VERSIONS OF THE DYBBUK
There are a large number of versions of The Dybbuk, both authorized versions and unauthorized adaptations in a large number of languages, both published and unpublished. I will deal here with the four I consider the most relevant to the purpose at hand: the published Yiddish version, also available in a number of different English translations; the Russian censored version, available in Russian and in English translation; Bialik's Hebrew translation, available in book form and online. To the best of my knowledge, there is no available English translation of the latter, so I have endeavored to produce one: CLICK HERE. Finally, there is the revision of Bialik's translation utilized in Habima's classic productions of the play, (not easily) available in Hebrew and English.
There has been considerable discussion as to whether An-sky first wrote the play in Russian or in Yiddish, although it is obvious sensus that Bialik drew on both these previous versions for his Hebrew translation. I believe that some light can be thrown on this question by looking at the plot of The Dybbuk, as it unfolds episode by episode throughout the play. An “episode” can mean an event, conversation, song, dance, etc. Which of these episodes occur in each version is indicated in the table titled "Comparison of Episodes in Four Versions of The Dybbuk.” It will be seen that most episodes occur in all four versions. This is unsurprising, for after all, we are dealing with the same play. It is also apparent that the later the version the shorter it is. (I assume the following chronological order for the four versions: Russian, Hebrew, Bialik, and Habima.)
It is very clear that over time the play was shortened. The number of pages (computerized in 12-point type with 1-inch margins all around) for each is as follows: the Russian version 66, the Yiddish 47, the Bialik 38, and the Habima 17. An-sky or others cut out what they considered superfluous material and shortened episodes, so that the manuscript became more and more like a play rather than something to be read, thus making the action more continous and faster flowing. Stage directions also tend to be shortened. If we didn’t know that the Russian version (at least the Russian version discussed here) preceded the Yiddish one, we could tell that from the fact that the Yiddish version left much out, especially long narrations by the protagonists. For example, we could cite the long (four page) Prologue and some legends in the Russian version. Then there is the recitation of the Tale of the Besht and the Prophet Elijah, a long tale about how the Besht defeated an evil local landowner, a song Leah’s old midwife) sings, and an episode where Leah gifts her a shirt in accordance with the wedding custom. It is unreasonable to expect that if the Russian version were later than the Yiddish, that An-sky would have added these long, quite unnecessary dialogues, especially since he was being criticized for producing a manuscript that seemed to be more designed to be read than performed. The song “You” in the Russian version also does not appear in the Yiddish, so it is unreasonable to expect that An-sky would have added all this material to a later version. “You,” however, was put back into the play when Bialik translated it into Hebrew, showing that he indeed had access to the Russian manuscript as well as the Yiddish.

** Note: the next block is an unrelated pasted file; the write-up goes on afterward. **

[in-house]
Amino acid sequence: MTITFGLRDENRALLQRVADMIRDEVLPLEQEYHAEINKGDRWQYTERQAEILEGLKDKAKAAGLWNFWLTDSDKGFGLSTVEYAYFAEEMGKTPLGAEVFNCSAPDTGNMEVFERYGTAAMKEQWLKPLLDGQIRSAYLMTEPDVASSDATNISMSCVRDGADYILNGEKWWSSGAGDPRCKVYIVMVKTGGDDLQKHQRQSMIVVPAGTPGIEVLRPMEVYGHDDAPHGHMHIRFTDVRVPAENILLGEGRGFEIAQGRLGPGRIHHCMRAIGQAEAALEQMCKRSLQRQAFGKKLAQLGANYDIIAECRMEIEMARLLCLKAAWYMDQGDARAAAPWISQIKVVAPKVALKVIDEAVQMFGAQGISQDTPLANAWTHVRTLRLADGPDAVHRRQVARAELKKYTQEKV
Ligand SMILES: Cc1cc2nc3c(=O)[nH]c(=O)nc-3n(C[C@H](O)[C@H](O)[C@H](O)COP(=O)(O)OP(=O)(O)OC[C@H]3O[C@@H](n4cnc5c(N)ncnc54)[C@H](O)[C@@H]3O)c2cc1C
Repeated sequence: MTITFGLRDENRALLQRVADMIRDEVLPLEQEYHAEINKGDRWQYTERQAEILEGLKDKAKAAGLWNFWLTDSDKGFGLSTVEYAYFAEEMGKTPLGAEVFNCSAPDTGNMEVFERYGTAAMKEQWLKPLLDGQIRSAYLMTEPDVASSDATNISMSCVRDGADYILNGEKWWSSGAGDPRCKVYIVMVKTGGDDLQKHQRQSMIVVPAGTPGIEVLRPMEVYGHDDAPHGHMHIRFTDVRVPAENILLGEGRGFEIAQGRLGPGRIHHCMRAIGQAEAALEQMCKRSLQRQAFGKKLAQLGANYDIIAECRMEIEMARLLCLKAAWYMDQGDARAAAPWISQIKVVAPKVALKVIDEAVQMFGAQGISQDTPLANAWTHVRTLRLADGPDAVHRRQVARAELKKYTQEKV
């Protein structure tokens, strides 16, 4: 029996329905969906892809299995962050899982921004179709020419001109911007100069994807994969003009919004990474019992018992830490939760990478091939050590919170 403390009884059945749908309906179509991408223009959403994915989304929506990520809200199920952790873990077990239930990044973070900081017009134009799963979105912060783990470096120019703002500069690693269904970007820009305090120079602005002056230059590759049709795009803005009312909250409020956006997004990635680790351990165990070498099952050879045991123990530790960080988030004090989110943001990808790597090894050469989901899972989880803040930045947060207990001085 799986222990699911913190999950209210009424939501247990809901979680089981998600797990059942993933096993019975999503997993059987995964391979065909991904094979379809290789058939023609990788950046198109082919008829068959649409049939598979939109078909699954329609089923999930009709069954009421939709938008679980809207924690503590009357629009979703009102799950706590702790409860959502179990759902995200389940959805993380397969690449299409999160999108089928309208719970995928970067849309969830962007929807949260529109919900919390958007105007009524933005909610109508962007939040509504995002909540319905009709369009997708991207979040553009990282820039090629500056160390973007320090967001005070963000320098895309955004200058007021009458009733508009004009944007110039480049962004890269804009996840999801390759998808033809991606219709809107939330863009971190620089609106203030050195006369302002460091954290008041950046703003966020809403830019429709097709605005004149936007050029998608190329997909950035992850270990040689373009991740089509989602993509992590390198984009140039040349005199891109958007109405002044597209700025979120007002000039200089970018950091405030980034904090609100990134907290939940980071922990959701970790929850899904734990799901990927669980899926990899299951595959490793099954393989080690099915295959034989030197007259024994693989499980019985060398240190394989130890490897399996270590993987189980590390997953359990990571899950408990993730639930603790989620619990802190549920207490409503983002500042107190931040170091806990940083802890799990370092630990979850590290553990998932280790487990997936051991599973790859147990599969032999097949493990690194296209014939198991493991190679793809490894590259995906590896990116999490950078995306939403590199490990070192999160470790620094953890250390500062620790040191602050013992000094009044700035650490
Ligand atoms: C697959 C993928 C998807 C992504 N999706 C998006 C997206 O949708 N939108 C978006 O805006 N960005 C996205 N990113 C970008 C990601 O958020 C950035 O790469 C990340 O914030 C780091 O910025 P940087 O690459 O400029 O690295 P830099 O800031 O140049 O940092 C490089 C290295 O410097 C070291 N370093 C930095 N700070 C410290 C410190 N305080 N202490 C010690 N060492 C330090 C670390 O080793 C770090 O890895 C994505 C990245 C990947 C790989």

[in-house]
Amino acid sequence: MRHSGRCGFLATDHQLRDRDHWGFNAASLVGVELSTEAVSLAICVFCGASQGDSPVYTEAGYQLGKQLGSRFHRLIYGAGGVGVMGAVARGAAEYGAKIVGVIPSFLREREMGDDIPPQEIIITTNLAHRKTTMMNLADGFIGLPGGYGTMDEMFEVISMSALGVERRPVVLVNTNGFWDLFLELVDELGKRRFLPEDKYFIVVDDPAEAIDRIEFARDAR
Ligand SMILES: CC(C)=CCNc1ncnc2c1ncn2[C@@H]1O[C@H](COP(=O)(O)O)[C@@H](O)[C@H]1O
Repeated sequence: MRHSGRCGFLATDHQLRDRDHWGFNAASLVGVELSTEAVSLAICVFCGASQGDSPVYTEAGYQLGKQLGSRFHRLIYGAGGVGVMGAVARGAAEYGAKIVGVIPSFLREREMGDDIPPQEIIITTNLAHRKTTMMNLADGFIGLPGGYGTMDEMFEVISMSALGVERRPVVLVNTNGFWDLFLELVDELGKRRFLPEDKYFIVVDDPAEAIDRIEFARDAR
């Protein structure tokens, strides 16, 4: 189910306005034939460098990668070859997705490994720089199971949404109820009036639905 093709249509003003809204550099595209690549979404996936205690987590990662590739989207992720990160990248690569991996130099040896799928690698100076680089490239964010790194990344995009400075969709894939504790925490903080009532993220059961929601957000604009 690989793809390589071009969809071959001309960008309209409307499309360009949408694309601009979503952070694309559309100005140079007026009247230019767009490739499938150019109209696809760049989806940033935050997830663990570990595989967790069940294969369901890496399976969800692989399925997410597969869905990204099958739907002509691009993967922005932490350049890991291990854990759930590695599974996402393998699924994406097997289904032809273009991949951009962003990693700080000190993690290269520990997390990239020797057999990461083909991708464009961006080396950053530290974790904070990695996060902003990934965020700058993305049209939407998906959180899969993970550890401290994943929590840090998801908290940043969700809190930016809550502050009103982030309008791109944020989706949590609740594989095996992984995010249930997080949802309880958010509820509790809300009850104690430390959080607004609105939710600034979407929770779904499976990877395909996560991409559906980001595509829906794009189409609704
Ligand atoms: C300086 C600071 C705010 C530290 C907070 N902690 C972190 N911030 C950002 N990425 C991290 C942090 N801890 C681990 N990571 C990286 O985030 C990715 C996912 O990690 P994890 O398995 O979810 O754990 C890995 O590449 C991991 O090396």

It is suprising how little of the Yiddish version was left out of Bialik’s translation: Leah discussing the martyred bride and groom; Mikhoel and the Old Hasid discussing Leah’s possession. Rather, the episodes have been shortened. The characters are less verbose. Much more was left out of the Habima version: twenty-nine episodes that appear in earlier versions. Although it has been reported that Vakhtangov, not knowing either Yiddish or Hebrew, worked from the Russian version, the Habima version he molded is much more similar to the Yiddish and Hebrew versions than to the Russian. It would be interesting to know how he managed this.